Skip to content

How to Be Great At Impromptu Speaking: By Past President and National Topics Champion Bill Russell

May 20, 2013

In this post, Bill Russell, twice national champion for impromptu speaking shares his advice on speaking off the cuff.

LISTEN INTENTLY to the topic.  Not being afraid keeps the heart rate low and the brain pumping out possibilities.

Answer the question asked.  Real life doesn’t afford you the luxury of answering the question the previous person answered, waffling through a story that has little to do with the topic or just trying to score the laughs.  I learned a valuable lesson the first time I made the District Final in Ireland.  I had huge laughs throughout my answer and owned the crowd but only took 3rd place.  Countless Irish audience members came up afterwards and told me I gave “the wrong answer” to “is it better to be good looking or intelligent”. I chose good-looking because my mind was streaming with funny ideas on the topic but the Irish play the game differently – use humour but give the right answer.  I never forgot it.  When you consider that Topics was probably developed because most of our daily work and personal life is a series of impromptu speaking engagements, you should strive to give the right answer in almost all of those situations.  Sure, use humour but don’t make a joke of the matter at hand.

Never turn down the opportunity to take a topic, give an impromptu 7-minute speech or take a speaking assignment with little time to prepare.  Constantly putting yourself “under fire” allows you to conquer the fear and learn to handle the situation with aplomb.

Turn it into a mini-speech.  Strong opening that states your claim, provide stories, stats, quotations and rationalisations that substantiate your claim and summarise with a conviction and/or call to action that rallies the troops.

Use personal stories.  If you can provide personal stories that sufficiently parallel and corroborate your answer, you will be a winner in Topics and in most real-life “topics” situations.

Be honest and true to yourself.  Don’t try to be someone else.  Unless you’re Meryl Streep or Daniel Day-Lewis you won’t pull it off.  Like yourself, trust your opinions and be honest in your answers.

Enjoy the anxiety. I’ve personally never been nervous with Topics in a club situation. Sure, I’m a little nervous in a competition but that’s about wanting to win – not fear of failure.  It’s that beautiful rush of adrenalin that I use to my favour.  I don’t let it flood me but fuel me. Take advantage of that adrenalin rush.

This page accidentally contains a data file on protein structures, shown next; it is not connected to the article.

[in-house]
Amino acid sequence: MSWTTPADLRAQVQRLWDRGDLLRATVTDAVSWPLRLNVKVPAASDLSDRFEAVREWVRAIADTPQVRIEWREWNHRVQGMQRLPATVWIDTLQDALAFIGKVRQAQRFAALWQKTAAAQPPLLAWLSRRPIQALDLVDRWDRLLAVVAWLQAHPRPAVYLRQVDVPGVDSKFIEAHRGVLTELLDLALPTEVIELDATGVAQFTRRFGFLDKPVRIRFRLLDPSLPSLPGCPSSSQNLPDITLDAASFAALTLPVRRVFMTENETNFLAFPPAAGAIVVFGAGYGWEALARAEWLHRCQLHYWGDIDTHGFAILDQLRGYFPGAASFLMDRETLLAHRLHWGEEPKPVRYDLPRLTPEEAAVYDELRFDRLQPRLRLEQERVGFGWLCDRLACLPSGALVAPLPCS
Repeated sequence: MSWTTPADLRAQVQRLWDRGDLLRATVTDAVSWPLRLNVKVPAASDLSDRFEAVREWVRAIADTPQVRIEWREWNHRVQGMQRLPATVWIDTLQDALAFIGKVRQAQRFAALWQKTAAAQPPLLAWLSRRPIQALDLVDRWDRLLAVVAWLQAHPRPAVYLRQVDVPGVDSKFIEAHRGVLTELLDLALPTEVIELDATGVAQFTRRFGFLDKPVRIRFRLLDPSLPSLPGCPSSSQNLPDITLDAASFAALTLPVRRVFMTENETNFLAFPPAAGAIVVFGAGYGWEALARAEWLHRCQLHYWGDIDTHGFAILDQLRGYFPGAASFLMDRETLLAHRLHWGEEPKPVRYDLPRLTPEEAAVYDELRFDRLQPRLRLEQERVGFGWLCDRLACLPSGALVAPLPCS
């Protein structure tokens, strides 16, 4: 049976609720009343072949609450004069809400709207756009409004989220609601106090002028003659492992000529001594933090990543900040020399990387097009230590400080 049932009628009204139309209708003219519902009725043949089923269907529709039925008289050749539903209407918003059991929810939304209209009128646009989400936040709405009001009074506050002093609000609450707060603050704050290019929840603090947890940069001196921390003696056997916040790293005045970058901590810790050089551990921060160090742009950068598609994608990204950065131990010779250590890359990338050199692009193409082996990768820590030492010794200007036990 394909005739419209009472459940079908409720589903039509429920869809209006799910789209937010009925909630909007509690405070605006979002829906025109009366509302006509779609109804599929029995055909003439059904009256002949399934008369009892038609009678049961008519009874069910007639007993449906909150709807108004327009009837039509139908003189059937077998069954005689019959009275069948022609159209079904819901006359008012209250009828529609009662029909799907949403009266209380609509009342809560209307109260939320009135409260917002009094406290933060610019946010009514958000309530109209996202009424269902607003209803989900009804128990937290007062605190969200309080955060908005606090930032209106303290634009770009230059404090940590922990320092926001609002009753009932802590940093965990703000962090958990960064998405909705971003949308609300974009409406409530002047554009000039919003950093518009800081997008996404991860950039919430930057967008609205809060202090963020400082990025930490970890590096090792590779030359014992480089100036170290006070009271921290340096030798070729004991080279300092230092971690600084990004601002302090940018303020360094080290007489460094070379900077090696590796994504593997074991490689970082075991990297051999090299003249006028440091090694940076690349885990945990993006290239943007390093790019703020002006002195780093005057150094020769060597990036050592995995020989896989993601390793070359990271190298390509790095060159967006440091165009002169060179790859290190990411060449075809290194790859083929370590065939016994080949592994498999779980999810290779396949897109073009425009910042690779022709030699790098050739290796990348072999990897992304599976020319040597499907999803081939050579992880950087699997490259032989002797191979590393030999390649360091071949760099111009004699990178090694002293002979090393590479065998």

Keep up with current affairs.  You rarely seem to get topics on current events but, it’s a big help to read the papers or listen to the news – just in case.  More importantly, it gives you access to a large range of answers, stories and anecdotes that you can tie into so many non-current event topics.  When you can map a topic to a current event you come across as extremely intelligent, in touch and in-tune.  A winner from every angle.

Engage in conversations with people you don’t know.  You won’t have any idea where the conversation will lead but you’ll have plenty of opportunities to understand the person’s slant on things by the questions he gives, the answers they provide and the facial expressions and body gestures you see when they listen to your answers.  You should be able to find the path that will lead to a fruitful exchange that can get your point across whilst still playing effectively to your audience (of one).

Choose an answer “with legs”.  I tend to have a range of answers that quickly come to mind when I stay calm and listen to the question.  I think a good portion of it is autopilot but I always choose the answer I think I can get the most mileage out of in terms of content and time.  I’m in an improvisational comedy troupe and there are so many times that a younger member of the troupe will grab the first thing that comes to their head and spills it out for a quick laugh.  The problem is that the choice has no legs.  It was a brief laugh at the expense of the rest of a 2-5 minute scene.  Take a moment (and we’re talking fractions of a second here) to make sure that you can sustain 2 minutes on whatever angle you choose.  But, just like in improv, once you say something commit to it.

Bill Russell

Bill started his career in Toastmasters as a Corinthian in 1995.  He was asked if he wanted to participate in Topics at his first meeting as a guest and won the coveted blue ribbon – and was immediately hooked.  Bill was a member from 1995 until 2010 when he moved to South Africa and served as our club President in 1996-1997.  He represented either London Corinthians or our Advanced Toastmasters club, Excalibur, in four District 71 Table Topics Championships winning the gold in 1999 and 2002.  He then “retired” from Topics competitions until moving to Southern Africa’s District 74 where he took 2nd place in the 2011 District 74 Finals – his first foray into competitive Topics in nine years.


Working or living in the LondonVictoria area? Want to know more about becoming a better public speaker? Visit London Corinthians on the 2nd, 4th and 5th Thursdays @ 7.30pm.

Find out more about us on our website:

Like us on Facebook:

Follow us on Twitter:

No comments yet

Leave a Reply

Fill in your details below or click an icon to log in: Logo

You are commenting using your account. Log Out /  Change )

Google+ photo

You are commenting using your Google+ account. Log Out /  Change )

Twitter picture

You are commenting using your Twitter account. Log Out /  Change )

Facebook photo

You are commenting using your Facebook account. Log Out /  Change )


Connecting to %s

%d bloggers like this: